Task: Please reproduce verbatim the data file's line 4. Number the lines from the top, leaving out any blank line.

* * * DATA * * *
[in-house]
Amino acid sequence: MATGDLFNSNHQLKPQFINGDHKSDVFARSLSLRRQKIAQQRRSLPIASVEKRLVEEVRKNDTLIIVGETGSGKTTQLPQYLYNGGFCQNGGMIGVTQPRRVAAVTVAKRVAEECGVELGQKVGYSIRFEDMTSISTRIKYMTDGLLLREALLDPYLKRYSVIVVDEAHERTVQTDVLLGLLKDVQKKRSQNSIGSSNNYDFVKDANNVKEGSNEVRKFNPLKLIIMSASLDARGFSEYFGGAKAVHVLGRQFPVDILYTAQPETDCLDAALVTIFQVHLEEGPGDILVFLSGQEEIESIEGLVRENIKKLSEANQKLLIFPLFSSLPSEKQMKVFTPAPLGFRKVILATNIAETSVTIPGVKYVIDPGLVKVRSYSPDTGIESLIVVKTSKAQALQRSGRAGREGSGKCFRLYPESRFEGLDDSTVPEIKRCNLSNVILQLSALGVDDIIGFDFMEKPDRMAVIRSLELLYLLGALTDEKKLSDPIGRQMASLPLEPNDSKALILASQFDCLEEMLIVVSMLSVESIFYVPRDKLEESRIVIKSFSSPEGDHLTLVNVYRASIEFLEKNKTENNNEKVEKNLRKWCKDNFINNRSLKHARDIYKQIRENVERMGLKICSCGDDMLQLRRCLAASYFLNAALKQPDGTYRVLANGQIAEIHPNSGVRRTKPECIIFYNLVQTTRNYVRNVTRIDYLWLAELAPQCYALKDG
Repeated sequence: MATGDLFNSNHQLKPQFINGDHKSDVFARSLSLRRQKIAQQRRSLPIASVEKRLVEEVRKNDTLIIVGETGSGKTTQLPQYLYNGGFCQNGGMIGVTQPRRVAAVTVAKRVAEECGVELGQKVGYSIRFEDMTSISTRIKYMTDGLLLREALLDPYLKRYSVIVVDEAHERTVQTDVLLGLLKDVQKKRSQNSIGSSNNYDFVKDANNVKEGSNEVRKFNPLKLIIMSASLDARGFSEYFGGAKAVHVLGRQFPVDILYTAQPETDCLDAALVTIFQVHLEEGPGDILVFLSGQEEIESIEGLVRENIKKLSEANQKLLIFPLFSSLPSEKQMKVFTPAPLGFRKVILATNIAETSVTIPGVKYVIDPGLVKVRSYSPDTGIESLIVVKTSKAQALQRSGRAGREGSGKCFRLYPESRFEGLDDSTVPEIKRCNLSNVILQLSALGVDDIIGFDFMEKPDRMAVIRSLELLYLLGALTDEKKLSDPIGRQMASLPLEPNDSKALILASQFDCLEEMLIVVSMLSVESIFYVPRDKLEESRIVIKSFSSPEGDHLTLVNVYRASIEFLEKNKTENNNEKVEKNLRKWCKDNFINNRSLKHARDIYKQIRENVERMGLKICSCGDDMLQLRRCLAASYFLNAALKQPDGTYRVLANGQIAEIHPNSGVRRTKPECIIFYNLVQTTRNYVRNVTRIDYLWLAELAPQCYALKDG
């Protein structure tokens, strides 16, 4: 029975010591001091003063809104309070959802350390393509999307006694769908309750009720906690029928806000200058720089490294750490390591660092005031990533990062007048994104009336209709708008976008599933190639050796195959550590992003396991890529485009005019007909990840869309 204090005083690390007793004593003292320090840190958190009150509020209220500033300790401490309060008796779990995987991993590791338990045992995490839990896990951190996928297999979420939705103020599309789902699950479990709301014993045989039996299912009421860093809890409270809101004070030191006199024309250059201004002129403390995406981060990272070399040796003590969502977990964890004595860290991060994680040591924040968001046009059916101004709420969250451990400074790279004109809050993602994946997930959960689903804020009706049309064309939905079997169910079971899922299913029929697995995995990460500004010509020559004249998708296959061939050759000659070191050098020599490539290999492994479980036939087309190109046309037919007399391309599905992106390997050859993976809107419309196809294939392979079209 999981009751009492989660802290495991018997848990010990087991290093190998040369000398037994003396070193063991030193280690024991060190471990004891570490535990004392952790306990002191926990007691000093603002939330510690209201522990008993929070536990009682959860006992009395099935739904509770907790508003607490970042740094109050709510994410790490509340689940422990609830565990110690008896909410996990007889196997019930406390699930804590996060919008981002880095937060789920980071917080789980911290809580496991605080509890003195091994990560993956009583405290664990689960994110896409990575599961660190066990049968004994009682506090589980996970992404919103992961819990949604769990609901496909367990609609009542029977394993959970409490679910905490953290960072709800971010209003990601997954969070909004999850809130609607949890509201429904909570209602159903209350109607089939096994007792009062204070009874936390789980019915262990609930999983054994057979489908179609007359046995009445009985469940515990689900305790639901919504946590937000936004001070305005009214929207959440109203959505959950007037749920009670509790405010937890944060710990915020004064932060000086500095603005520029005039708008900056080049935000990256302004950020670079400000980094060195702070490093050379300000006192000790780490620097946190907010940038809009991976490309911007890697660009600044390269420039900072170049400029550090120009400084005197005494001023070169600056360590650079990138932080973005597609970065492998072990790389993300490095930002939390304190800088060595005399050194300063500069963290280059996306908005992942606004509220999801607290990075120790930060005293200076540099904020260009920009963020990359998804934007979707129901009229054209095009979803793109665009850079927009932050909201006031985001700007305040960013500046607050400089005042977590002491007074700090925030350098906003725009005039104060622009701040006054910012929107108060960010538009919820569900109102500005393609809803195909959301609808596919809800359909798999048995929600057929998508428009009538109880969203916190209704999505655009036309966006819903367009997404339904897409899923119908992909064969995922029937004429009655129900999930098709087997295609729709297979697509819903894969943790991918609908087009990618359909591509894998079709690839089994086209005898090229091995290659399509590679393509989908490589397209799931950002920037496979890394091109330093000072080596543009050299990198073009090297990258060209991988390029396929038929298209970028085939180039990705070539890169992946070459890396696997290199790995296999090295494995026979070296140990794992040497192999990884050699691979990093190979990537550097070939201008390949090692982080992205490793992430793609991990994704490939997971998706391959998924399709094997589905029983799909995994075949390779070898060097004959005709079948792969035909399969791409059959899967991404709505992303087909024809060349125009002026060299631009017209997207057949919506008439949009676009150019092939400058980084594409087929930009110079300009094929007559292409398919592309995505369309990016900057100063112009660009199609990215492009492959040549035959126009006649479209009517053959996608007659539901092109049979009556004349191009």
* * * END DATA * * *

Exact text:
């Protein structure tokens, strides 16, 4: 029975010591001091003063809104309070959802350390393509999307006694769908309750009720906690029928806000200058720089490294750490390591660092005031990533990062007048994104009336209709708008976008599933190639050796195959550590992003396991890529485009005019007909990840869309 204090005083690390007793004593003292320090840190958190009150509020209220500033300790401490309060008796779990995987991993590791338990045992995490839990896990951190996928297999979420939705103020599309789902699950479990709301014993045989039996299912009421860093809890409270809101004070030191006199024309250059201004002129403390995406981060990272070399040796003590969502977990964890004595860290991060994680040591924040968001046009059916101004709420969250451990400074790279004109809050993602994946997930959960689903804020009706049309064309939905079997169910079971899922299913029929697995995995990460500004010509020559004249998708296959061939050759000659070191050098020599490539290999492994479980036939087309190109046309037919007399391309599905992106390997050859993976809107419309196809294939392979079209 999981009751009492989660802290495991018997848990010990087991290093190998040369000398037994003396070193063991030193280690024991060190471990004891570490535990004392952790306990002191926990007691000093603002939330510690209201522990008993929070536990009682959860006992009395099935739904509770907790508003607490970042740094109050709510994410790490509340689940422990609830565990110690008896909410996990007889196997019930406390699930804590996060919008981002880095937060789920980071917080789980911290809580496991605080509890003195091994990560993956009583405290664990689960994110896409990575599961660190066990049968004994009682506090589980996970992404919103992961819990949604769990609901496909367990609609009542029977394993959970409490679910905490953290960072709800971010209003990601997954969070909004999850809130609607949890509201429904909570209602159903209350109607089939096994007792009062204070009874936390789980019915262990609930999983054994057979489908179609007359046995009445009985469940515990689900305790639901919504946590937000936004001070305005009214929207959440109203959505959950007037749920009670509790405010937890944060710990915020004064932060000086500095603005520029005039708008900056080049935000990256302004950020670079400000980094060195702070490093050379300000006192000790780490620097946190907010940038809009991976490309911007890697660009600044390269420039900072170049400029550090120009400084005197005494001023070169600056360590650079990138932080973005597609970065492998072990790389993300490095930002939390304190800088060595005399050194300063500069963290280059996306908005992942606004509220999801607290990075120790930060005293200076540099904020260009920009963020990359998804934007979707129901009229054209095009979803793109665009850079927009932050909201006031985001700007305040960013500046607050400089005042977590002491007074700090925030350098906003725009005039104060622009701040006054910012929107108060960010538009919820569900109102500005393609809803195909959301609808596919809800359909798999048995929600057929998508428009009538109880969203916190209704999505655009036309966006819903367009997404339904897409899923119908992909064969995922029937004429009655129900999930098709087997295609729709297979697509819903894969943790991918609908087009990618359909591509894998079709690839089994086209005898090229091995290659399509590679393509989908490589397209799931950002920037496979890394091109330093000072080596543009050299990198073009090297990258060209991988390029396929038929298209970028085939180039990705070539890169992946070459890396696997290199790995296999090295494995026979070296140990794992040497192999990884050699691979990093190979990537550097070939201008390949090692982080992205490793992430793609991990994704490939997971998706391959998924399709094997589905029983799909995994075949390779070898060097004959005709079948792969035909399969791409059959899967991404709505992303087909024809060349125009002026060299631009017209997207057949919506008439949009676009150019092939400058980084594409087929930009110079300009094929007559292409398919592309995505369309990016900057100063112009660009199609990215492009492959040549035959126009006649479209009517053959996608007659539901092109049979009556004349191009």